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Argument: Military service fosters a collective conscience

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Swedish editorialist Kennet Andreasson wrote when Sweden ended its mandatory service in 2010: "There is good reason to fear that with the end of military service yet another level of collective conscience will disappear. [...] The connection between obligations and rights has become less and less clear."[1]

Cody Lyon. "The Uncomfortable Truth of a Mandatory Draft." The Agonist. November 22nd, 2006: "If the draft were still mandatory, in particular, if it were during this war, people with power would probably find ways to avoid going.

But by going to the trouble of avoiding one’s call to duty, a citizen is forced into an examination of conscience, and in America’s current case, a deeper quest to understand the facts behind what your nation is fighting for.

Without a mandatory draft, the United State’s collective conscience can remain somewhat comforted by the knowledge that recruits sign up by choice, and are compensated by money, the promise of a free education or the honor of serving one’s country at will. The lack of the draft provides an almost uncanny convenience to not truly digest the seriousness and potential loss of what war presents on a sincerely personal level.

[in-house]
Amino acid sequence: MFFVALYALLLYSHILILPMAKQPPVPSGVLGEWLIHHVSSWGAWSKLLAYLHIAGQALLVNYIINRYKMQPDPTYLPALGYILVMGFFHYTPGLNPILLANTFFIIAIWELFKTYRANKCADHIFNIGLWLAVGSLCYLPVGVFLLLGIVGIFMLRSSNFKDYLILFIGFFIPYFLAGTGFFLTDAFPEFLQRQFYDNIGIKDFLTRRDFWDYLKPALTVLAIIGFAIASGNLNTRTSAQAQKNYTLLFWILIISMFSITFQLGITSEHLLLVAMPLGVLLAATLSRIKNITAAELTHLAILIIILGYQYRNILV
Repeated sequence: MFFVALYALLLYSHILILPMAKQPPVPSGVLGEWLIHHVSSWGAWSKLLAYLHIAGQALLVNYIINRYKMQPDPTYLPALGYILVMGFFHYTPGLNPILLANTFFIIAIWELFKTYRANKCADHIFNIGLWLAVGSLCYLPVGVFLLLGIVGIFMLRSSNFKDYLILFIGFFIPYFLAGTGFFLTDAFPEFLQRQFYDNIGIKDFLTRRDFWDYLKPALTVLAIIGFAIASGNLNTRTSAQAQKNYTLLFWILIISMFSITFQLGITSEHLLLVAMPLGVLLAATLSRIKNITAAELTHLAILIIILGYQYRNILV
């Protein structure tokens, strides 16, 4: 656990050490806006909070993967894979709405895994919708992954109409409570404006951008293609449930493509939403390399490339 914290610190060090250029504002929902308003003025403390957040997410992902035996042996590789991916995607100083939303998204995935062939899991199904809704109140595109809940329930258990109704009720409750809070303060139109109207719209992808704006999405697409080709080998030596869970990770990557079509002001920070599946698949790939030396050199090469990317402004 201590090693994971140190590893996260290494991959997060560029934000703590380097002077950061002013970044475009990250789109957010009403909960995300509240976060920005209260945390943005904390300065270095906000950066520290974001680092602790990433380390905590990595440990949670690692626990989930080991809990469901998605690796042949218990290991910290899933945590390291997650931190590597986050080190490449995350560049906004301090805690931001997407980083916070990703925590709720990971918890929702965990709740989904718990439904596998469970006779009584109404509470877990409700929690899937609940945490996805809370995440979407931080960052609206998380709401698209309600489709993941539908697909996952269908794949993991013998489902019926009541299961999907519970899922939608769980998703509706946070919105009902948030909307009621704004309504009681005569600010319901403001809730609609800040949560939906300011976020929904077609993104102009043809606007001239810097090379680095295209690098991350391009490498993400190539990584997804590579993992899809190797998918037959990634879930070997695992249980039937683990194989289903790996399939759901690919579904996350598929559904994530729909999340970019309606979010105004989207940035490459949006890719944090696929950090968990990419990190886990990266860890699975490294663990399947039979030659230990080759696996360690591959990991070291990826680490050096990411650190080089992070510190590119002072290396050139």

Currently, the United States, a country of 300 million, has about 2.7 million members in its all-volunteer armed forces. Mandatory military service has become a foreign concept. For most of us, this has led to at least one degree of separation from the frightening reality that military service can lead to. Truth be told, most American civilians are not that worried about getting called up and told they must serve.

In fact, most Americans do not experience the gut wrenching pain and fear associated with a child, spouse or parent that is seeing combat. Nor do a majority of American teenagers live with the fear that they may be shipped off to fight in war. Draft cards stopped arriving in American mailboxes over 30 years ago and Americans no longer see images of them being burned in protest. Instead, we debate the war, and its policy, from a somewhat safe place."

US Rep Charlie Rangel said in 2010: "What troubles me most about the wars in Iraq and Afghanistan is the total indifference to the suffering and loss of life among our brave young soldiers on the battlefield," Rep. Rangel said. "The reason is that so few families have a stake in the war which is being fought by other people's children."[2]

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